There are mornings when you just really don’t want to get out of bed. You just want this one day off. But getting up and going to work, for example, can have one benefit in particular: it can help you prove to yourself that you are capable of self-discipline, that you have the capacity to keep moving, even when you don’t want to. And if you’re capable of that, you’re capable of achieving goals. That means that your dreams have a chance of coming true, which means that it’s realistic to strive for happiness. And so you can plan.
When you act on the desire to stay in bed, you’re giving into your fear. You’re focusing on everything in the world that you don’t want, so you don’t want to bother. But you know that you don’t want to stay in bed either, so neither decision is really desirable.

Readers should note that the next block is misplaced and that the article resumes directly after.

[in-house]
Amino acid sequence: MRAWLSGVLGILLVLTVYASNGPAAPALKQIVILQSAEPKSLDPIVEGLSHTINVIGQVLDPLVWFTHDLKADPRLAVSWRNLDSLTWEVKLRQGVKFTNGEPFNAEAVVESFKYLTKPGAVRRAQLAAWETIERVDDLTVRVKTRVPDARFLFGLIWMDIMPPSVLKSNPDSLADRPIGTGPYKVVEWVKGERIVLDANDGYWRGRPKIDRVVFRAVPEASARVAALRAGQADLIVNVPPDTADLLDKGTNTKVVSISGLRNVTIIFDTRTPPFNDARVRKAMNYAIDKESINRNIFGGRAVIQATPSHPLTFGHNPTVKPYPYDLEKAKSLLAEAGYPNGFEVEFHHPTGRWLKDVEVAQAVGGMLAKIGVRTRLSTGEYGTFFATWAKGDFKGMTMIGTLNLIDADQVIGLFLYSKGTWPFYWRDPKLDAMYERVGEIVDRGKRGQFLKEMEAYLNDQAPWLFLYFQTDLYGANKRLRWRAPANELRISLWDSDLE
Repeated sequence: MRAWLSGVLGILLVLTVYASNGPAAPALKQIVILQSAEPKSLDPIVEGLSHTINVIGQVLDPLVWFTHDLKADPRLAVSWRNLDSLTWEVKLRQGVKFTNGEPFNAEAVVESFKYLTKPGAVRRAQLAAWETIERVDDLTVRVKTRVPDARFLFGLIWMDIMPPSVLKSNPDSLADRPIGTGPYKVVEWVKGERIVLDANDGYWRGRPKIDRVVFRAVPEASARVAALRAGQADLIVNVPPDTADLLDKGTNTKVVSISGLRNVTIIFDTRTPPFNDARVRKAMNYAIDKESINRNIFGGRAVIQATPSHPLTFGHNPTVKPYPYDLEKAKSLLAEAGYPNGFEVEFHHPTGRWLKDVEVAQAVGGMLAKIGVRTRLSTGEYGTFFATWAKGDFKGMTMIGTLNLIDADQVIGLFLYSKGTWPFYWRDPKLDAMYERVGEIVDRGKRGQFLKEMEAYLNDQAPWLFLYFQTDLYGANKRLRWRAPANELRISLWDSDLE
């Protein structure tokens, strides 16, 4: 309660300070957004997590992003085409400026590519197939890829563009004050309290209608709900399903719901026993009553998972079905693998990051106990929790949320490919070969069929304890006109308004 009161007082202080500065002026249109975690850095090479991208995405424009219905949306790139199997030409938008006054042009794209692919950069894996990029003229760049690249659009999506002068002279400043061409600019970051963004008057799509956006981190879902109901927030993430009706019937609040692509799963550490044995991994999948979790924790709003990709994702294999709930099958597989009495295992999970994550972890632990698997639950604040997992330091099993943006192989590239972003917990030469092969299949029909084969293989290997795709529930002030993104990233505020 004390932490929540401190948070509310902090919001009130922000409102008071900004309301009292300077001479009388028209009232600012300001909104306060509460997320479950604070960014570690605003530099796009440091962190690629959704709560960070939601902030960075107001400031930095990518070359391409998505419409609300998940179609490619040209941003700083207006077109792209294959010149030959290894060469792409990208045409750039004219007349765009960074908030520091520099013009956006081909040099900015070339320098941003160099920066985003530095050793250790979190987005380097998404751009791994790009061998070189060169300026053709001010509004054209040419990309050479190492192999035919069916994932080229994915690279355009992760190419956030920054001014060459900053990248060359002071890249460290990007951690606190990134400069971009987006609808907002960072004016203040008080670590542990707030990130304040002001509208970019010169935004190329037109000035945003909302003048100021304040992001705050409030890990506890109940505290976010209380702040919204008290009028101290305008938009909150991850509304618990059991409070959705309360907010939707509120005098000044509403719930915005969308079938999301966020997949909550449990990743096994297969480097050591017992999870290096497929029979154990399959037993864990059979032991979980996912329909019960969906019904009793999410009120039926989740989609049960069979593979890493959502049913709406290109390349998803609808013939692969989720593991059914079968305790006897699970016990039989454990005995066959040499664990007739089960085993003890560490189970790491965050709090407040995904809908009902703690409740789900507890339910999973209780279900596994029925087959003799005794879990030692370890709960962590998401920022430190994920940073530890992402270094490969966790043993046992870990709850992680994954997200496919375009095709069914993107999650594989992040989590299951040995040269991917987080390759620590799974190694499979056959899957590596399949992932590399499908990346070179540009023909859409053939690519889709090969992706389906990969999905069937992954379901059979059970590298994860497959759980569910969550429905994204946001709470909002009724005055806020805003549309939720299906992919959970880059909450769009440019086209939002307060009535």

When you decide to do anything to keep moving, you’re forced to focus on something. With your attention pulled in one direction, you realize that this is better than wallowing in your misery, and sometimes you might even realize that [insert activity here] would be even more fun. You’ve begun to identify a goal.
When you focus on what you don’t want, you get more of that. You need to rewire your train of thought into positive, vision-oriented thinking. You dream a little bit, you act a little bit, and you inch towards a better life — it’s how it works. Getting out of bed won’t guarantee that you’ll have fun, but focusing on moving, even if that means watching your feet as you walk around the block, is progress towards progress — you’ve begun to rewire your brain to favor activity. One step away from depression, one step towards happiness.